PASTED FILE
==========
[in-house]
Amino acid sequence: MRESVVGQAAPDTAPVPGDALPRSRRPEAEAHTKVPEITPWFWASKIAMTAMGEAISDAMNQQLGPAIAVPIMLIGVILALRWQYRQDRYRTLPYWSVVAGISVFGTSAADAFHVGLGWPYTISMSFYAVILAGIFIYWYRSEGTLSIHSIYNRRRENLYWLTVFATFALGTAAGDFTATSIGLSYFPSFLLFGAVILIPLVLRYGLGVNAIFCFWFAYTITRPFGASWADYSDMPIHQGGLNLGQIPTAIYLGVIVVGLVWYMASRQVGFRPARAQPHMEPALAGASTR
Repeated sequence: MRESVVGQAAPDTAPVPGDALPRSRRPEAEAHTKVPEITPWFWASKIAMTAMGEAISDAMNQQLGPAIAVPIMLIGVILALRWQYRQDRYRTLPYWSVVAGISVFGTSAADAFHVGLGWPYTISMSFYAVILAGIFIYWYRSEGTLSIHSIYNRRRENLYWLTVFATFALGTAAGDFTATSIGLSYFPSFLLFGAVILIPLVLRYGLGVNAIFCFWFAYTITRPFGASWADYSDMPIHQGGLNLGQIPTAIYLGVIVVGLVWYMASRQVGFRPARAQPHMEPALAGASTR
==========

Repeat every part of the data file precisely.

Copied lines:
[in-house]
Amino acid sequence: MRESVVGQAAPDTAPVPGDALPRSRRPEAEAHTKVPEITPWFWASKIAMTAMGEAISDAMNQQLGPAIAVPIMLIGVILALRWQYRQDRYRTLPYWSVVAGISVFGTSAADAFHVGLGWPYTISMSFYAVILAGIFIYWYRSEGTLSIHSIYNRRRENLYWLTVFATFALGTAAGDFTATSIGLSYFPSFLLFGAVILIPLVLRYGLGVNAIFCFWFAYTITRPFGASWADYSDMPIHQGGLNLGQIPTAIYLGVIVVGLVWYMASRQVGFRPARAQPHMEPALAGASTR
Repeated sequence: MRESVVGQAAPDTAPVPGDALPRSRRPEAEAHTKVPEITPWFWASKIAMTAMGEAISDAMNQQLGPAIAVPIMLIGVILALRWQYRQDRYRTLPYWSVVAGISVFGTSAADAFHVGLGWPYTISMSFYAVILAGIFIYWYRSEGTLSIHSIYNRRRENLYWLTVFATFALGTAAGDFTATSIGLSYFPSFLLFGAVILIPLVLRYGLGVNAIFCFWFAYTITRPFGASWADYSDMPIHQGGLNLGQIPTAIYLGVIVVGLVWYMASRQVGFRPARAQPHMEPALAGASTR